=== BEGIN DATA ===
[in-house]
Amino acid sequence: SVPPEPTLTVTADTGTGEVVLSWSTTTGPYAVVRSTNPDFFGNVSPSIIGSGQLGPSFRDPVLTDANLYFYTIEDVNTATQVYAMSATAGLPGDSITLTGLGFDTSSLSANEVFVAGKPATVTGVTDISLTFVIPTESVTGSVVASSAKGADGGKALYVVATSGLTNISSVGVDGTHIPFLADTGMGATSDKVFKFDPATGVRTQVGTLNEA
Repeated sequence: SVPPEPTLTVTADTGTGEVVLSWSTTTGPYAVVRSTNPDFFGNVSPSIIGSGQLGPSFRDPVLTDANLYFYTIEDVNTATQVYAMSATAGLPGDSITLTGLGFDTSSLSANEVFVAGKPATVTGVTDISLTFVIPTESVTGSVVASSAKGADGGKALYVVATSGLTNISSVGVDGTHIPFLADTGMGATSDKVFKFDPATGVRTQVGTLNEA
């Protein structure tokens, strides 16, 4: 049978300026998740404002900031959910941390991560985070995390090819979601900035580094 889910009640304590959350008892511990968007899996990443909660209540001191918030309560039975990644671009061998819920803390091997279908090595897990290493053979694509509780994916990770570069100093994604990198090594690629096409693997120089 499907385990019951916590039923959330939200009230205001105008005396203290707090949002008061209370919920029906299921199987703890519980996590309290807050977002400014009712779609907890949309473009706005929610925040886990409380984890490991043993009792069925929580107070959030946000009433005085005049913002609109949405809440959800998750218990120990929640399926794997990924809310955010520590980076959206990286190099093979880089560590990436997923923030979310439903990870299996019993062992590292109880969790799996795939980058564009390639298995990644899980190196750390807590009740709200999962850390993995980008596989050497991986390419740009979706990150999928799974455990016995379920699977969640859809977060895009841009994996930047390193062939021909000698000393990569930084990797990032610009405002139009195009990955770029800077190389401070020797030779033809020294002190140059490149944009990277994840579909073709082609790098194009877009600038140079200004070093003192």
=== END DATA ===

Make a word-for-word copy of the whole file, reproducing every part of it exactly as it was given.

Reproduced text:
[in-house]
Amino acid sequence: SVPPEPTLTVTADTGTGEVVLSWSTTTGPYAVVRSTNPDFFGNVSPSIIGSGQLGPSFRDPVLTDANLYFYTIEDVNTATQVYAMSATAGLPGDSITLTGLGFDTSSLSANEVFVAGKPATVTGVTDISLTFVIPTESVTGSVVASSAKGADGGKALYVVATSGLTNISSVGVDGTHIPFLADTGMGATSDKVFKFDPATGVRTQVGTLNEA
Repeated sequence: SVPPEPTLTVTADTGTGEVVLSWSTTTGPYAVVRSTNPDFFGNVSPSIIGSGQLGPSFRDPVLTDANLYFYTIEDVNTATQVYAMSATAGLPGDSITLTGLGFDTSSLSANEVFVAGKPATVTGVTDISLTFVIPTESVTGSVVASSAKGADGGKALYVVATSGLTNISSVGVDGTHIPFLADTGMGATSDKVFKFDPATGVRTQVGTLNEA
């Protein structure tokens, strides 16, 4: 049978300026998740404002900031959910941390991560985070995390090819979601900035580094 889910009640304590959350008892511990968007899996990443909660209540001191918030309560039975990644671009061998819920803390091997279908090595897990290493053979694509509780994916990770570069100093994604990198090594690629096409693997120089 499907385990019951916590039923959330939200009230205001105008005396203290707090949002008061209370919920029906299921199987703890519980996590309290807050977002400014009712779609907890949309473009706005929610925040886990409380984890490991043993009792069925929580107070959030946000009433005085005049913002609109949405809440959800998750218990120990929640399926794997990924809310955010520590980076959206990286190099093979880089560590990436997923923030979310439903990870299996019993062992590292109880969790799996795939980058564009390639298995990644899980190196750390807590009740709200999962850390993995980008596989050497991986390419740009979706990150999928799974455990016995379920699977969640859809977060895009841009994996930047390193062939021909000698000393990569930084990797990032610009405002139009195009990955770029800077190389401070020797030779033809020294002190140059490149944009990277994840579909073709082609790098194009877009600038140079200004070093003192």